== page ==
>Here’s an interesting site that attempts to determine the real motivation behind the US Civil War by analyzing the differences between the CSA Constitution and the US Constitution, on which it was based.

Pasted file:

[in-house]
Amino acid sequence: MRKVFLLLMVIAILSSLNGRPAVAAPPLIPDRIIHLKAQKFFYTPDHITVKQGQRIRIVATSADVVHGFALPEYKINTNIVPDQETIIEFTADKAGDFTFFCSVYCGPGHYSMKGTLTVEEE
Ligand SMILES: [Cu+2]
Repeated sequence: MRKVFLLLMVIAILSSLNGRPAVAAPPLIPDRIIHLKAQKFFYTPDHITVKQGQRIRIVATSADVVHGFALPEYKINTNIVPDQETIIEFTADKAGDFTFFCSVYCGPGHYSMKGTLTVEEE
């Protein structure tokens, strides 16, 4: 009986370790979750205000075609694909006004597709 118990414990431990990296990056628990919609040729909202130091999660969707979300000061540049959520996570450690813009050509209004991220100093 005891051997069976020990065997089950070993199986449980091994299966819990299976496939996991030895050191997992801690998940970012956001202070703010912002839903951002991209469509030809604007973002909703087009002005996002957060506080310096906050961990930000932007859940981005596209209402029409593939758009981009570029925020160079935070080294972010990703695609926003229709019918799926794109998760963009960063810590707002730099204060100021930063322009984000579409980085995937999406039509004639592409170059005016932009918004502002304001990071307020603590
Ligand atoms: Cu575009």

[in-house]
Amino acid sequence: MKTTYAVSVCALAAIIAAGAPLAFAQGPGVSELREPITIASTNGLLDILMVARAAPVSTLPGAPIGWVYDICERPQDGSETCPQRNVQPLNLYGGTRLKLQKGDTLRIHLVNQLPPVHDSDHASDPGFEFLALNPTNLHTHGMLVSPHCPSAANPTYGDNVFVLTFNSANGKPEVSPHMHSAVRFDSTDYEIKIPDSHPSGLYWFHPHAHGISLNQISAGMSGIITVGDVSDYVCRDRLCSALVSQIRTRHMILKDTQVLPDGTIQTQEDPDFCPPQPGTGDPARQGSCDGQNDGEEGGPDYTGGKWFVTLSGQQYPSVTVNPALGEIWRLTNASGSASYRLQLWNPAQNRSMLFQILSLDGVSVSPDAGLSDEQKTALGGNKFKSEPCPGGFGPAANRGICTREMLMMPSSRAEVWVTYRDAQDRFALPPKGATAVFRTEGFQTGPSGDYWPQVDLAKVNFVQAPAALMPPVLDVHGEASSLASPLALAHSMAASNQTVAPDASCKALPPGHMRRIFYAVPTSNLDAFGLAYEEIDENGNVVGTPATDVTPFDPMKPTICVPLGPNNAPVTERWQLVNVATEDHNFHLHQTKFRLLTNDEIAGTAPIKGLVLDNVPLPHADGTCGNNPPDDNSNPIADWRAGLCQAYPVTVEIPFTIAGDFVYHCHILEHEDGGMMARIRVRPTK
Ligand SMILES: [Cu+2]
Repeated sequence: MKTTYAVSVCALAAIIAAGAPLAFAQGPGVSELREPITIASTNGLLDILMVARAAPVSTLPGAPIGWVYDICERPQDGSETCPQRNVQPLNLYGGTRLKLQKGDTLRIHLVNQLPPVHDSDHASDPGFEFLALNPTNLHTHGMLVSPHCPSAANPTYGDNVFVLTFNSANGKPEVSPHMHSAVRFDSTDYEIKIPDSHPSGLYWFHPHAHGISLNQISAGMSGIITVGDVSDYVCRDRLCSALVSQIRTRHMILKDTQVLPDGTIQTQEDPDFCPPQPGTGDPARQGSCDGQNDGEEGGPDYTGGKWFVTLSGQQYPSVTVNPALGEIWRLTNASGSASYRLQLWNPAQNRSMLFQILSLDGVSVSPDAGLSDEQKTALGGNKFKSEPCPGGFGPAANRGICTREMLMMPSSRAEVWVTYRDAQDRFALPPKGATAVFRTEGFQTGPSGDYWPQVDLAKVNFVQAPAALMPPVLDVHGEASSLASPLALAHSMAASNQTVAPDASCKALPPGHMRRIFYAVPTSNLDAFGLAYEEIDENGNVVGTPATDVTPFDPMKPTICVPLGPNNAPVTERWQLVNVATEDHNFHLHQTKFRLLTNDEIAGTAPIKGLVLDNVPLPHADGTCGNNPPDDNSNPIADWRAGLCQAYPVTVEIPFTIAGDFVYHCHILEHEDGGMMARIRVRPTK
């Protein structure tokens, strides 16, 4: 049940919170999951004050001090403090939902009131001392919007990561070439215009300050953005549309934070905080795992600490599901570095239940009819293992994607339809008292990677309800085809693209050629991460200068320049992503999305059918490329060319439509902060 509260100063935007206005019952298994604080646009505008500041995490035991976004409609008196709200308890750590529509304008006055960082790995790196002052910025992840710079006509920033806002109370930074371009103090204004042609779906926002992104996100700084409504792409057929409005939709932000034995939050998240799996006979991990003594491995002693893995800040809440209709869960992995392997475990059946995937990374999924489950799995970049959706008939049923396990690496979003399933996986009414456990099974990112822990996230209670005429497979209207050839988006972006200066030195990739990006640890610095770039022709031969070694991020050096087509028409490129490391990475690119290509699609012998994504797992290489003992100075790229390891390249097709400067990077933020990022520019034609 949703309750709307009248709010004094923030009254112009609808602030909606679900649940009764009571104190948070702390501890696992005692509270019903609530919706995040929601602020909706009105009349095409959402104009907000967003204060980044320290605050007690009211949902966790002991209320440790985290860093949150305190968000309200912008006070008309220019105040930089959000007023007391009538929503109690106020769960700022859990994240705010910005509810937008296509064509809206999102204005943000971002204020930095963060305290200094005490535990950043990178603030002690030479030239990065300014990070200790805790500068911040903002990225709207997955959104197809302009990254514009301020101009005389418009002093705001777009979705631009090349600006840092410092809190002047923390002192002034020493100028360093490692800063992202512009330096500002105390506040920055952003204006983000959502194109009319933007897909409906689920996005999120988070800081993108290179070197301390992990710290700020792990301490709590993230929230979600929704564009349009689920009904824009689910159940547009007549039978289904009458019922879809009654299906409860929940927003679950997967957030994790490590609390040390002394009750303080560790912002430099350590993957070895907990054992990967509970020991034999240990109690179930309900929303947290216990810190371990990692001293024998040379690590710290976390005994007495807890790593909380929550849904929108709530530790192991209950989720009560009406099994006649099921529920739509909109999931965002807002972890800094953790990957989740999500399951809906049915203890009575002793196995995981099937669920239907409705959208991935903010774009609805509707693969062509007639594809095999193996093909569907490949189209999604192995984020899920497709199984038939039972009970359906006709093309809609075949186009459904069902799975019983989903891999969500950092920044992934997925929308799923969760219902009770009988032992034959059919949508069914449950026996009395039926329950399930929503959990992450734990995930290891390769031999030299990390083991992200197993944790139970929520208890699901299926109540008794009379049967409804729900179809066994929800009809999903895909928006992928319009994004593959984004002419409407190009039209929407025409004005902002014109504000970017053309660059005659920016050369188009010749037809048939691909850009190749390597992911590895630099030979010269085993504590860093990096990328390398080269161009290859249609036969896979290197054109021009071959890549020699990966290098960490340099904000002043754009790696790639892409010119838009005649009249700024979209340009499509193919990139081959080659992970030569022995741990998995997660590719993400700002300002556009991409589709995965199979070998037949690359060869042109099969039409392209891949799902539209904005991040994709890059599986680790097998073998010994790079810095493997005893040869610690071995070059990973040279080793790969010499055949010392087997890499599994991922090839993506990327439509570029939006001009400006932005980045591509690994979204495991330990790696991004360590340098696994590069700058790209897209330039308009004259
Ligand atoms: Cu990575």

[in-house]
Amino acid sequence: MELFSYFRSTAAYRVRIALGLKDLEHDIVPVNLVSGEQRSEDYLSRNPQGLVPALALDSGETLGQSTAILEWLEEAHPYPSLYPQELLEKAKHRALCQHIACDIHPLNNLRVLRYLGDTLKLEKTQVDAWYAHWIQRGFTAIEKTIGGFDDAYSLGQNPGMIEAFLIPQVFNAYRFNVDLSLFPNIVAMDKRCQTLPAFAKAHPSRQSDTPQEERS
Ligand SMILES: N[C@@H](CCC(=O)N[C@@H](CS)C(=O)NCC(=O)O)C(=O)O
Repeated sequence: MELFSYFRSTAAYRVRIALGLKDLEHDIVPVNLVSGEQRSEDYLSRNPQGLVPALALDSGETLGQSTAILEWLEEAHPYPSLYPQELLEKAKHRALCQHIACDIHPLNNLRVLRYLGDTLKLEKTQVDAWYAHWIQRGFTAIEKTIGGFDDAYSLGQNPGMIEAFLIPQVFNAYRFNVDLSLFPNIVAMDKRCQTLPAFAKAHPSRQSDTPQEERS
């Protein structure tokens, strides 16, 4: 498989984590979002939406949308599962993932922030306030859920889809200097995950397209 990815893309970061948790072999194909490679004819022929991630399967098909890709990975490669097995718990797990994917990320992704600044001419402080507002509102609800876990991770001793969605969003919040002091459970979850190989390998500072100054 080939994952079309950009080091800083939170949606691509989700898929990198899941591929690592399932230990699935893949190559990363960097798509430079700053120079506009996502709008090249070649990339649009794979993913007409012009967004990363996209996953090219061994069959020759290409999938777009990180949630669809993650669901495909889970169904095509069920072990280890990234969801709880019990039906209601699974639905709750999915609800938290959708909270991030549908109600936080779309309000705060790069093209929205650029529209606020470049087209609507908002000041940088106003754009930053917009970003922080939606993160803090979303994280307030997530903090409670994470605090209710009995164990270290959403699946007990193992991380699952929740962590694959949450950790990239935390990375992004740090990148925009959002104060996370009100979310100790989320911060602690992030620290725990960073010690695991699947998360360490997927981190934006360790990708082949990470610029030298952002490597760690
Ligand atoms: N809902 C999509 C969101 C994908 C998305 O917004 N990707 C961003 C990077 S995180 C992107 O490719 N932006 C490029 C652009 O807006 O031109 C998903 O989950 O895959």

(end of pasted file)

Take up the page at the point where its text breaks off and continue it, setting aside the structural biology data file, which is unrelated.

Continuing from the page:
Overall, the CSA constitution does not radically alter the federal system that was set up under the United States constitution. It is thus very debatable as to whether the CSA was a significantly more pro-“states’ rights” country (as supporters claim) in any meaningful sense. At least three states rights are explicitly taken away– the freedom of states to grant voting rights to non-citizens, the freedom of states to outlaw slavery within their borders, and the freedom of states to trade freely with each other.States only gain four minor rights under the Confederate system- the power to enter into treaties with other states to regulate waterways, the power to tax foreign and domestic ships thatuse their waterways, the power to impeach federally-appointed state officials, and the power to distribute “bills of credit.” When people champion the cause of reclaiming state power from the feds, are matters like these at the tops of their lists of priorities?As previously noted, the CSA constitution does not modify many of the most controversial (from a states’ rights perspective) clauses of the American constitution, including the “Supremacy” clause (6-1-3), the “Commerce” clause (1-8-3) and the “Necessary and Proper” clause (1-8-18). Nor does the CSA take away the federal government’s right to suspend habeus corpus or “suppress insurrections.”As far as slave-owning rights go, however, the document is much more effective. Indeed, CSA constitution seems to barely stop short of making owning slaves mandatory. Four different clauses entrench the legality of slavery in a number of different ways, and together they virtually guarantee that any sort of future anti-slave law or policy will be unconstitutional.People can claim the Civil War was “not about slavery” until the cows come home, but the fact remains that anyone who fought for the Confederacy was fighting for a country in which a universal right to own slaves was one of the most entrenched laws of the land.In the end, however, many of the most interesting changes introduced in the CSA constitution have nothing to do with federalism or slavery at all. The President’s term limit and line-item veto, along with the various fiscal restraints, and the ability of cabinet members to answer questions on the floor of Congress are all innovative, neutral ideals whose merits may still be worth pondering today. (Emphasis added)